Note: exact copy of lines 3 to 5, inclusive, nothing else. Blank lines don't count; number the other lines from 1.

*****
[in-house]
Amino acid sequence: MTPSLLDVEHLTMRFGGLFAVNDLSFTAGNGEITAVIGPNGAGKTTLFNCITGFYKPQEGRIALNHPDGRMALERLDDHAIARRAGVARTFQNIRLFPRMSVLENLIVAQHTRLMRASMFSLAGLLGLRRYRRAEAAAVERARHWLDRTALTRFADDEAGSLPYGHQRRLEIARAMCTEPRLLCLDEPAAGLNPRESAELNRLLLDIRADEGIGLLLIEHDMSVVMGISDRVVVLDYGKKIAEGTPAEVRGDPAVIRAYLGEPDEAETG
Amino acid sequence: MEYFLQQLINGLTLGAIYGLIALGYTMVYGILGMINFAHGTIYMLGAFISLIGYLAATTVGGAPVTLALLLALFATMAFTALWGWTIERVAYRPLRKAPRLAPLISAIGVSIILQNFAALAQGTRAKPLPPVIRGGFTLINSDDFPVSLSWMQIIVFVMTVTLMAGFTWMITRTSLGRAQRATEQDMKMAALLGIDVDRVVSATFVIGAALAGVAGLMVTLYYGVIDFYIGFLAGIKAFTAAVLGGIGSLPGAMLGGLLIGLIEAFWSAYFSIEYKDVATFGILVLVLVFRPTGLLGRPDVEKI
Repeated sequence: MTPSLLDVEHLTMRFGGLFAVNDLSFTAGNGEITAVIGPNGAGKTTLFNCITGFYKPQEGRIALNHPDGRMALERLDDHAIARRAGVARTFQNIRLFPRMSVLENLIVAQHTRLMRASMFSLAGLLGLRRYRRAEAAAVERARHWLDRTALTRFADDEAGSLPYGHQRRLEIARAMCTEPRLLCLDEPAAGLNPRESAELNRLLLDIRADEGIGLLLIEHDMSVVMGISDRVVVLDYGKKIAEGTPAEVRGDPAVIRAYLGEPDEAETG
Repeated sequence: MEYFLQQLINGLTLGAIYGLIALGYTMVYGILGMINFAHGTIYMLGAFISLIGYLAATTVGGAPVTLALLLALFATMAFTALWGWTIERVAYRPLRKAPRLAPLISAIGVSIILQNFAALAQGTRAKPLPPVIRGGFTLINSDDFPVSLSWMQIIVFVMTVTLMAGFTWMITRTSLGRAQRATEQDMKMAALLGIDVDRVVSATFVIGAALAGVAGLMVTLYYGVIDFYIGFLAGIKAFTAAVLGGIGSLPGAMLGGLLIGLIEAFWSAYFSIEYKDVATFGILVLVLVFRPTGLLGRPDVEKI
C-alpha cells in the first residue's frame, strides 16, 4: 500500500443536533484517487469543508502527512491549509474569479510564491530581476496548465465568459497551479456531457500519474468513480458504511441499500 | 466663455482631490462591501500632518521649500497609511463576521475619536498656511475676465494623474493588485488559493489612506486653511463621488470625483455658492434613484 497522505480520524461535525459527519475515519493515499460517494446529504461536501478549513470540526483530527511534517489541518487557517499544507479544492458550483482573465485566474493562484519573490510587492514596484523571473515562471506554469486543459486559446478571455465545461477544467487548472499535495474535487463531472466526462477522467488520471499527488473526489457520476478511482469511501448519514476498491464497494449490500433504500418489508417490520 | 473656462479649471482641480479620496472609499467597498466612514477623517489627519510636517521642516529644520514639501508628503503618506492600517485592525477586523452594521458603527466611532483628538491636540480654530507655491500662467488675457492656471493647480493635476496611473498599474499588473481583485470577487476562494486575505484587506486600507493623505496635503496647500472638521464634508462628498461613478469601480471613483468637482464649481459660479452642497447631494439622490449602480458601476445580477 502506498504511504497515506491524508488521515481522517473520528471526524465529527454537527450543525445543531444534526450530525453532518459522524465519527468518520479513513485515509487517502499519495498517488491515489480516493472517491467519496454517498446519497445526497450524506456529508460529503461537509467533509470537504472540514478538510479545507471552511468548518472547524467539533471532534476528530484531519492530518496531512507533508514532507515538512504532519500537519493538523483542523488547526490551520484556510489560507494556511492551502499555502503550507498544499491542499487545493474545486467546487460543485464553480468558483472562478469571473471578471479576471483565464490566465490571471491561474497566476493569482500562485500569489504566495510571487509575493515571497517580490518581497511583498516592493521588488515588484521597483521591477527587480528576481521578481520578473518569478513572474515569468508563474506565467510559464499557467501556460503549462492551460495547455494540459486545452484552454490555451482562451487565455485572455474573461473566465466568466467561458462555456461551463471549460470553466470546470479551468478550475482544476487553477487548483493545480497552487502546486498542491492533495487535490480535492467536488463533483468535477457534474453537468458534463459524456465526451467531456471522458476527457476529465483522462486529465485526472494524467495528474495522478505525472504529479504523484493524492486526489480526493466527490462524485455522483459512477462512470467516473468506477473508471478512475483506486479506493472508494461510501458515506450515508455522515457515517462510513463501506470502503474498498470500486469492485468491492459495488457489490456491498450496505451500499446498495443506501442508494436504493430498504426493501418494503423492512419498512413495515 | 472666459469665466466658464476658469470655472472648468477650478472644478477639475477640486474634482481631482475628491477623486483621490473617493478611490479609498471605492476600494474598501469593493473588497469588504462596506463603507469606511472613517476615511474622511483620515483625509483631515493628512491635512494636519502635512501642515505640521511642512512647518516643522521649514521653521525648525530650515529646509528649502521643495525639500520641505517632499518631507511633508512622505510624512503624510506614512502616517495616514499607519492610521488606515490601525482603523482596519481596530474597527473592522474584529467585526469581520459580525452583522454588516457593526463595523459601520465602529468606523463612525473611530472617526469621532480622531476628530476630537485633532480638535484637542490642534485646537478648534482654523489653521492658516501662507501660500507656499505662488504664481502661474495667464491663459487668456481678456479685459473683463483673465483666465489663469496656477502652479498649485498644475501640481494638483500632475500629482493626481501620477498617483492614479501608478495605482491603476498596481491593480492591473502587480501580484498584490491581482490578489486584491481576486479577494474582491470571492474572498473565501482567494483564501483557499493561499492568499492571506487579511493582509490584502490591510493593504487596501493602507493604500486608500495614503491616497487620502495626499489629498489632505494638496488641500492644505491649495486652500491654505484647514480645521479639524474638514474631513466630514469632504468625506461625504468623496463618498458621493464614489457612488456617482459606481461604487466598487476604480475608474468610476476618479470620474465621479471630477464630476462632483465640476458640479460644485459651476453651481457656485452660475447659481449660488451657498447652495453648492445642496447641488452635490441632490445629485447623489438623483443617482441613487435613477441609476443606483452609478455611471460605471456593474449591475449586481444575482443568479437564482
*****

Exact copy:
Amino acid sequence: MEYFLQQLINGLTLGAIYGLIALGYTMVYGILGMINFAHGTIYMLGAFISLIGYLAATTVGGAPVTLALLLALFATMAFTALWGWTIERVAYRPLRKAPRLAPLISAIGVSIILQNFAALAQGTRAKPLPPVIRGGFTLINSDDFPVSLSWMQIIVFVMTVTLMAGFTWMITRTSLGRAQRATEQDMKMAALLGIDVDRVVSATFVIGAALAGVAGLMVTLYYGVIDFYIGFLAGIKAFTAAVLGGIGSLPGAMLGGLLIGLIEAFWSAYFSIEYKDVATFGILVLVLVFRPTGLLGRPDVEKI
Repeated sequence: MTPSLLDVEHLTMRFGGLFAVNDLSFTAGNGEITAVIGPNGAGKTTLFNCITGFYKPQEGRIALNHPDGRMALERLDDHAIARRAGVARTFQNIRLFPRMSVLENLIVAQHTRLMRASMFSLAGLLGLRRYRRAEAAAVERARHWLDRTALTRFADDEAGSLPYGHQRRLEIARAMCTEPRLLCLDEPAAGLNPRESAELNRLLLDIRADEGIGLLLIEHDMSVVMGISDRVVVLDYGKKIAEGTPAEVRGDPAVIRAYLGEPDEAETG
Repeated sequence: MEYFLQQLINGLTLGAIYGLIALGYTMVYGILGMINFAHGTIYMLGAFISLIGYLAATTVGGAPVTLALLLALFATMAFTALWGWTIERVAYRPLRKAPRLAPLISAIGVSIILQNFAALAQGTRAKPLPPVIRGGFTLINSDDFPVSLSWMQIIVFVMTVTLMAGFTWMITRTSLGRAQRATEQDMKMAALLGIDVDRVVSATFVIGAALAGVAGLMVTLYYGVIDFYIGFLAGIKAFTAAVLGGIGSLPGAMLGGLLIGLIEAFWSAYFSIEYKDVATFGILVLVLVFRPTGLLGRPDVEKI